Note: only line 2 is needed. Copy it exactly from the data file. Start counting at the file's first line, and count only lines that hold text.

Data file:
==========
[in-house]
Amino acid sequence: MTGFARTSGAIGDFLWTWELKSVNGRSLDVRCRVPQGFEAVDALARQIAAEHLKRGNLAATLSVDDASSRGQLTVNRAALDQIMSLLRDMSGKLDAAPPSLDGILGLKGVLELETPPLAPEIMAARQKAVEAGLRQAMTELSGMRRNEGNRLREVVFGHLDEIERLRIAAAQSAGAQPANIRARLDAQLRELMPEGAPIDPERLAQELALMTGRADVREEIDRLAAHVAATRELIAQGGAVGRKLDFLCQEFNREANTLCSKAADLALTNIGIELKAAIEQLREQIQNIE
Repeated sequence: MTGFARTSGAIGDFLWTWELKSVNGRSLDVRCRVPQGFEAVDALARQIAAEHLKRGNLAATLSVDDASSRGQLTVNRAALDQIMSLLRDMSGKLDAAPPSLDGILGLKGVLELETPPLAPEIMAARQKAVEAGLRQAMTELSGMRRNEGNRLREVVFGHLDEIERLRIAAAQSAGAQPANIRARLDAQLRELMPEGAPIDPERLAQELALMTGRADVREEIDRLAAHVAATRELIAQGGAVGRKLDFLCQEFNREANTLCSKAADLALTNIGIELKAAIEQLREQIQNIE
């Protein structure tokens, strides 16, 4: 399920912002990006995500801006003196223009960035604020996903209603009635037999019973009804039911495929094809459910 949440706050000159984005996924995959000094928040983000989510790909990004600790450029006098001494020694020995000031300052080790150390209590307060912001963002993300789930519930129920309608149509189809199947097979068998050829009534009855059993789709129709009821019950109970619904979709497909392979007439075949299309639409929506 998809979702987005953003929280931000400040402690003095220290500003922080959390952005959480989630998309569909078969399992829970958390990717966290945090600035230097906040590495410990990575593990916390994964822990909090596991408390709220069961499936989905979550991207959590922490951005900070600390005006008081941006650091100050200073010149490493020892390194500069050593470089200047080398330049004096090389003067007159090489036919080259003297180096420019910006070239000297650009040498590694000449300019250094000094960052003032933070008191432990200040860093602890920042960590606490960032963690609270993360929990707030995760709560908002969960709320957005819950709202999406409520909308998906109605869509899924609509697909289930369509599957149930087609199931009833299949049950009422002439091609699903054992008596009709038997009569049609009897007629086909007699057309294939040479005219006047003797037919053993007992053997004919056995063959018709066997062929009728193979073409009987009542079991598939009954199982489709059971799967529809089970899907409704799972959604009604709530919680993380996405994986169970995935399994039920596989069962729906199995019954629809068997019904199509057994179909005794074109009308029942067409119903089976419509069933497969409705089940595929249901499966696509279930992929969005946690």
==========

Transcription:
Amino acid sequence: MTGFARTSGAIGDFLWTWELKSVNGRSLDVRCRVPQGFEAVDALARQIAAEHLKRGNLAATLSVDDASSRGQLTVNRAALDQIMSLLRDMSGKLDAAPPSLDGILGLKGVLELETPPLAPEIMAARQKAVEAGLRQAMTELSGMRRNEGNRLREVVFGHLDEIERLRIAAAQSAGAQPANIRARLDAQLRELMPEGAPIDPERLAQELALMTGRADVREEIDRLAAHVAATRELIAQGGAVGRKLDFLCQEFNREANTLCSKAADLALTNIGIELKAAIEQLREQIQNIE